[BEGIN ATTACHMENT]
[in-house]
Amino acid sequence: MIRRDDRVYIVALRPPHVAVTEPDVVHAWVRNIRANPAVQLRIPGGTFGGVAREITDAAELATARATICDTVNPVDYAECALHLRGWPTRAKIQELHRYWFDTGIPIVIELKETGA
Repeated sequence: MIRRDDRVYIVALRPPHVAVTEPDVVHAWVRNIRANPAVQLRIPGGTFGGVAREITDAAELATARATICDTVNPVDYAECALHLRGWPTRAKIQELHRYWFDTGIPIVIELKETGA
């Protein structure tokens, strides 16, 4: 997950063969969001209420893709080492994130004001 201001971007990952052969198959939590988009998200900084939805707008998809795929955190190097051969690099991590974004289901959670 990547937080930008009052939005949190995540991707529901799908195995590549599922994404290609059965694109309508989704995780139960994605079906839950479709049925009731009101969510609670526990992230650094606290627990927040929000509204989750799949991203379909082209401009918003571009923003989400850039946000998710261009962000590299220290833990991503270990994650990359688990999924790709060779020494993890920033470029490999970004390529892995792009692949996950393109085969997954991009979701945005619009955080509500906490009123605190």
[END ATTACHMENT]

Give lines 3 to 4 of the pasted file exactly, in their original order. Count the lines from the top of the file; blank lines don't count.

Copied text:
Repeated sequence: MIRRDDRVYIVALRPPHVAVTEPDVVHAWVRNIRANPAVQLRIPGGTFGGVAREITDAAELATARATICDTVNPVDYAECALHLRGWPTRAKIQELHRYWFDTGIPIVIELKETGA
């Protein structure tokens, strides 16, 4: 997950063969969001209420893709080492994130004001 201001971007990952052969198959939590988009998200900084939805707008998809795929955190190097051969690099991590974004289901959670 990547937080930008009052939005949190995540991707529901799908195995590549599922994404290609059965694109309508989704995780139960994605079906839950479709049925009731009101969510609670526990992230650094606290627990927040929000509204989750799949991203379909082209401009918003571009923003989400850039946000998710261009962000590299220290833990991503270990994650990359688990999924790709060779020494993890920033470029490999970004390529892995792009692949996950393109085969997954991009979701945005619009955080509500906490009123605190």